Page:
So now we come to the last of the Ten Commandments. Let’s read it first, and then we’ll discuss a little. Exodus 20:17“You shall not covet your neighbor's house; you shall not covet your neighbor's wife, nor his male servant, nor his female servant, nor his ox, nor his donkey, nor anything that is your neighbor's.” To understand what God is saying here, let’s define what it means to ‘covet’. There are, actually, two ways one can covet something. We can covet in a good way. Webster’s dictionary has this definition: “To desire or wish for, with eagerness; to desire earnestly to obtain or possess; in a good sense.” One example from the NT is 1st Corinthians 6:10 (KJV)But covet earnestly the best gifts: and yet shew I unto you a more excellent way. Other places this same Greek word is translated “be zealous for” or “earnestly desire.” But the prohibition in the Ten Commandments is against coveting in the negative sense. Webster’s: “To desire [in an excessive manner]; to desire that which it is unlawful to obtain or possess; in a bad sense.” Hebrews 13:5Let your conduct be without covetousness; be content with such things as you have. 1st Corinthians 6:10Neither…thieves, nor covetous, nor drunkards, nor revilers, nor extortioners will inherit the kingdom of God. When God says “Thou shalt no covet” He’s forbidding us from setting our mind on what our neighbor has and desiring it so badly that we will do whatever we have to in order to obtain it—no matter how unethical, illegal, immoral or hurtful it may be.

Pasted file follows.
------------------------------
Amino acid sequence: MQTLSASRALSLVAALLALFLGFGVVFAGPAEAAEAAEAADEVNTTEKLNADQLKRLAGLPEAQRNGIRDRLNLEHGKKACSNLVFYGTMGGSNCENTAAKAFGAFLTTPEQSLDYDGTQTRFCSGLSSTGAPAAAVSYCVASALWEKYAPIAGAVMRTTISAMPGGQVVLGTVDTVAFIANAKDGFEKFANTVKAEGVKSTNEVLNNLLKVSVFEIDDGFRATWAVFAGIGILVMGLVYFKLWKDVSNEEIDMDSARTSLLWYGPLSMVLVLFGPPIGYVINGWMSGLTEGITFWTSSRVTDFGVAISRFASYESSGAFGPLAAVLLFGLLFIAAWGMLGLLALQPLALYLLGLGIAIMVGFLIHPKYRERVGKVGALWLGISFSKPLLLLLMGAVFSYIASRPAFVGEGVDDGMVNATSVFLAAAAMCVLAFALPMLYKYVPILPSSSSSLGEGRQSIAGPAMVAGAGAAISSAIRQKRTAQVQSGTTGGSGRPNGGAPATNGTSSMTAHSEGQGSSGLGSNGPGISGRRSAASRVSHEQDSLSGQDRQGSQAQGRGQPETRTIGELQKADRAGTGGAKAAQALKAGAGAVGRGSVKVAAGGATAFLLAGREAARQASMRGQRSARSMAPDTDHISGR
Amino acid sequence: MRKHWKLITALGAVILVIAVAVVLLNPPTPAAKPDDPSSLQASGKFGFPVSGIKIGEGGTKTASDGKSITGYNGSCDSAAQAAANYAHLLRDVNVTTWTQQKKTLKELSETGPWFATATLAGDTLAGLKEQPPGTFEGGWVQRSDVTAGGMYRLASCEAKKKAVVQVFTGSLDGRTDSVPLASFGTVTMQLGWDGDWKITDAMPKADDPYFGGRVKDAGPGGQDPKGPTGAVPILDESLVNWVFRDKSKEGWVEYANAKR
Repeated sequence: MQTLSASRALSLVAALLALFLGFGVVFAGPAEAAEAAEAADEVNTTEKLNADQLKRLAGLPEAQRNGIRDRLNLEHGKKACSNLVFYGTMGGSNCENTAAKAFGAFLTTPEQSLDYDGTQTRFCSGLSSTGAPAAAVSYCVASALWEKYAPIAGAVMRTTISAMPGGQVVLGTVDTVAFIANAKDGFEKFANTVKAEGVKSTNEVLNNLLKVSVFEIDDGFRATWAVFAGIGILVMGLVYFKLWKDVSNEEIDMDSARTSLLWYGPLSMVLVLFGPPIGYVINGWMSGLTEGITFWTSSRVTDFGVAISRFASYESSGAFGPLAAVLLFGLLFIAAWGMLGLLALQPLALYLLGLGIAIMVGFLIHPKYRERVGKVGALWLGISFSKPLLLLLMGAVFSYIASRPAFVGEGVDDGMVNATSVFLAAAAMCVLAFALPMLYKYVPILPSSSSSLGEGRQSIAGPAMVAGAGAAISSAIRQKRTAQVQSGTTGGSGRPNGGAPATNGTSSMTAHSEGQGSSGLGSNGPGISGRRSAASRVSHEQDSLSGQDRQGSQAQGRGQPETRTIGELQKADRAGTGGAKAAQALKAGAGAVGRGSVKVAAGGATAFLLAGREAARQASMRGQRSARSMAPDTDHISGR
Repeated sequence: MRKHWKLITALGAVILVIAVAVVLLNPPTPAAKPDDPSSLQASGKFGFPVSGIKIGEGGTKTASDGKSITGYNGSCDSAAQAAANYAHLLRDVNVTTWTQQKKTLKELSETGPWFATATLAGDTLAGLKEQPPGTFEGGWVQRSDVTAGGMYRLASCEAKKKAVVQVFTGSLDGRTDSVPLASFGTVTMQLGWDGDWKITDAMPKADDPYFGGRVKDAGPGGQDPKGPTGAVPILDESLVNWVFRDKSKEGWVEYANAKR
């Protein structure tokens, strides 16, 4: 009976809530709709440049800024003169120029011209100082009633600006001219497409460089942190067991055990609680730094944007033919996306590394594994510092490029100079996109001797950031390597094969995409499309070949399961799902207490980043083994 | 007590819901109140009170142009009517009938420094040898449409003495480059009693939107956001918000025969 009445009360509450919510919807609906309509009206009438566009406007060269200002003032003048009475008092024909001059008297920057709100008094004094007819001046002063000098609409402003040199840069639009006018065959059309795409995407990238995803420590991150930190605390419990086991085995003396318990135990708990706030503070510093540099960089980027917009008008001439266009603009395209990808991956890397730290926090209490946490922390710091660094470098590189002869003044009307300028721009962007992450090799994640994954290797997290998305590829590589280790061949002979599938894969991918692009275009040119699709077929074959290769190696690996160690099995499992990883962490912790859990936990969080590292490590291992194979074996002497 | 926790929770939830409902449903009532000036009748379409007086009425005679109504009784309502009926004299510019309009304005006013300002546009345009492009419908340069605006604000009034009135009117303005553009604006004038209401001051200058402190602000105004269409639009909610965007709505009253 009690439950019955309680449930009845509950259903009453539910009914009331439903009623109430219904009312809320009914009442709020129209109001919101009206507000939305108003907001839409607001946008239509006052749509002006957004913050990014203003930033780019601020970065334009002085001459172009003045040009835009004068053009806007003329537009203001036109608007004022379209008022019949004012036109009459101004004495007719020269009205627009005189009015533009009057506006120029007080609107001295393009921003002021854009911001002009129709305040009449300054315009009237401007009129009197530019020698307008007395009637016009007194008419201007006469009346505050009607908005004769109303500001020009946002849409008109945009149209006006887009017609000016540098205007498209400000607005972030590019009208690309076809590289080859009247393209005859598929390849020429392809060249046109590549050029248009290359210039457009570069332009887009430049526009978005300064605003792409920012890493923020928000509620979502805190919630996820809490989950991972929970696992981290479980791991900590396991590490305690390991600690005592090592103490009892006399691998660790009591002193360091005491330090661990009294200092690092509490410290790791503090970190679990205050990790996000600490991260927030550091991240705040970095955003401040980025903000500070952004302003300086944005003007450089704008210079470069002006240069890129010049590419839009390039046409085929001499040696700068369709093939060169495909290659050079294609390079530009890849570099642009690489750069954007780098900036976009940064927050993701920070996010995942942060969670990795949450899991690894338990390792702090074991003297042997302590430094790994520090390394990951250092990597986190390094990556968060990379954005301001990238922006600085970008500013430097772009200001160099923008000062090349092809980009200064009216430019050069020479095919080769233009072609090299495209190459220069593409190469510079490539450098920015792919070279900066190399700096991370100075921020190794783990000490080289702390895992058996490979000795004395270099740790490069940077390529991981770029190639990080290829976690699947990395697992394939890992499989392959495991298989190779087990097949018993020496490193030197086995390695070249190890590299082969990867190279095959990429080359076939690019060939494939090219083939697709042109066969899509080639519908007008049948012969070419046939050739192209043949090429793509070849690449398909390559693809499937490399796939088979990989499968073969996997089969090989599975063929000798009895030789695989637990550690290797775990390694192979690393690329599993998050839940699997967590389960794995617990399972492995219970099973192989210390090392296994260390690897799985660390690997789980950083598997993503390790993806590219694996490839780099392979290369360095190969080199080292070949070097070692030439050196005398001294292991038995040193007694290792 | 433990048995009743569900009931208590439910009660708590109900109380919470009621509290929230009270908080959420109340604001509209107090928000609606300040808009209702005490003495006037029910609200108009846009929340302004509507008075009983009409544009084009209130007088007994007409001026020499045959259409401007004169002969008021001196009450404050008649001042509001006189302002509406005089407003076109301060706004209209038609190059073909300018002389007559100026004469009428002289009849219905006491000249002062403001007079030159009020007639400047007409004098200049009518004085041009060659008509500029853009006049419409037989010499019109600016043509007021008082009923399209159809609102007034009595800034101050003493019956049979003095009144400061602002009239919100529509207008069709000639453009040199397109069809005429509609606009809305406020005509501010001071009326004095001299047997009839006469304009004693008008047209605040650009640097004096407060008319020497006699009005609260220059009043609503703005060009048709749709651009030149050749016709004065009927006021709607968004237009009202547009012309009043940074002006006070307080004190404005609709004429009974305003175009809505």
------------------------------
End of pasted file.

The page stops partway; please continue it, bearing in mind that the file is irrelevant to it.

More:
A good example of this is King Ahab. 1st Kings 21:1-31 And it came to pass after these things that Naboth the Jezreelite had a vineyard which was in Jezreel, next to the palace of Ahab king of Samaria. 2 So Ahab spoke to Naboth, saying, "Give me your vineyard, that I may have it for a vegetable garden, because it is near, next to my house; and for it I will give you a vineyard better than it. Or, if it seems good to you, I will give you its worth in money." 3 But Naboth said to Ahab, "The LORD forbid that I should give the inheritance of my fathers to you!" Naboth was not being stubborn or hateful in saying this. The reason he would not sell this was actually rooted in the OT Law. He inherited this particular land from his father. And according to the Law, in Numbers 36:7The inheritance of the children of Israel shall not change hands from tribe to tribe, for every one of the children of Israel shall keep the inheritance of the tribe of his fathers. Keil and Delitzsch—
“Naboth refused to part with the vineyard, because it was the inheritance of his fathers, that is to say, on religious grounds (חָלִילָה כִּי מֵיהֹוָה), because the sale of a paternal inheritance was forbidden in the law (Leviticus 25:23-28; Numbers 36:7). He was therefore not merely at liberty as a personal right to refuse the king's proposal, but bound by the commandment of God.”